Exploring the experiences of families with autistic daughters in seeking and utilising support: a Scottish perspective

Carrie Ballantyne, Melissa Condie

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In 2010, The Scottish Government invested £10M to support The Scottish Strategy for Autism, which highlights the need to consider autism in the early years, primary and secondary school stages (Scottish Government 2010) and should theoretically lead to increased awareness of all autistic children within education settings. Indeed, accessing and locating appropriate services of support is an essential aspect in improving quality of life, both for an autistic young girl and her family. Past research shows that autistic females are more likely to go unnoticed or diagnosed at a later age compared to their male counterparts, subsequently impacting the degree of support they receive from healthcare/social services, education, and local resources etc.
The study intended to bring attention to the discrepancies in the female presentation of autism and the possible impact this had on the quantity and quality of support provided to families for their daughter/s.
Twelve mothers of autistic young girls completed online semi-structured interviews. The mean age of the young girls the parents represented was 9.53 years, with ages ranging between 3 and 16 years old. Of the sample, 11 of the children had received a formal clinical diagnosis of autism, 3 children were currently awaiting an assessment for autism, and 1 child was suspected to be presenting with symptoms of autism. Additional information revealed that of the sample, 14 children attended a mainstream school while only 1 child attended an alternative provision. The discussions centred around their experiences of seeking and utilising the supports available to them. Using Braun and Clarke’s (2006) thematic analysis, four key themes emerged: Experiences with education and school support (the consequences of masking; school interventions), Perceived barriers when accessing support (post code lottery; dependency on obtaining a diagnosis to access support; harmful professional stereotypes of autism), Involvement of parents (parent-led research efforts; fighting for access to support) and Scarce provision for post-diagnostic support. Findings indicated that a majority of parents experienced various difficulties with the accessibility of support service provisions, including their knowledge of existing autism-specific supports and experiences of stigmas leading to inadequate help or a reluctance to implement such. Findings can be utilised to inform other caregivers, educational and healthcare professionals about the presentation of autism in young girls. Future research should focus on exploring the influence of sex/gender disparities within autism from the perspectives of professionals, in order to prevent the frequent under-recognition and misdiagnosis of autistic females. This could ensure that the current support service provisions in Scotland and beyond are specifically designed to address the needs of autistic girls.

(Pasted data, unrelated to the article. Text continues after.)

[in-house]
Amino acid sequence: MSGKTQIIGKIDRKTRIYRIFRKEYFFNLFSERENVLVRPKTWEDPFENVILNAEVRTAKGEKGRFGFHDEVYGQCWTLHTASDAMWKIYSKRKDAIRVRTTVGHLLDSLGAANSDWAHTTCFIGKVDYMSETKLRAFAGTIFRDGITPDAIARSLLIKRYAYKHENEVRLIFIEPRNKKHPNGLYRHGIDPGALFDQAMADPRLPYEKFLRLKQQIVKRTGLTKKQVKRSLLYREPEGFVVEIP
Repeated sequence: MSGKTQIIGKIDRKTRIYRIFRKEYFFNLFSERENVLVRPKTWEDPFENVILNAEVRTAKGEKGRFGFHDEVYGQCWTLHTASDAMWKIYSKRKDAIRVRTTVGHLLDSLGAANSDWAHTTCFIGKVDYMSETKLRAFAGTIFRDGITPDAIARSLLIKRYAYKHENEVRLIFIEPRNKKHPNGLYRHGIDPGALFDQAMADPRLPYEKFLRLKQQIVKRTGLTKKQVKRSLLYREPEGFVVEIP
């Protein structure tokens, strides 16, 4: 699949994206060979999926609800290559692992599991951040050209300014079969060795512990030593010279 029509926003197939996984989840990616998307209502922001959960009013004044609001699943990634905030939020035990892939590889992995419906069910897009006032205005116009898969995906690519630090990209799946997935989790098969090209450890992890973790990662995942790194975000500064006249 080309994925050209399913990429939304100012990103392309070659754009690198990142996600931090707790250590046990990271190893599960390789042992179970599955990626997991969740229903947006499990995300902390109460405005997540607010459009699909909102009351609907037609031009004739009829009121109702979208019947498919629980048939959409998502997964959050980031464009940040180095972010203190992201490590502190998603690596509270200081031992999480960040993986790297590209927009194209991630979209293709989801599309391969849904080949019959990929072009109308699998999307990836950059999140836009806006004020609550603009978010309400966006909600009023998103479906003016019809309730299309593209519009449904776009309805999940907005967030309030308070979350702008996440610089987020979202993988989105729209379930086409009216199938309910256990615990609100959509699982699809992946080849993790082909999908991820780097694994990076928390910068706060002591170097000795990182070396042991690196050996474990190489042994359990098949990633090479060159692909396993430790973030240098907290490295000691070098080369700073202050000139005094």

Original languageEnglish
Publication statusPublished - 3 May 2023
EventInternational Society for Autism Research 2023 Annual Meeting - Stockholmsmassan, Stockholm, Sweden
Duration: 3 May 20236 May 2023


ConferenceInternational Society for Autism Research 2023 Annual Meeting
Abbreviated titleINSAR 2023
Internet address


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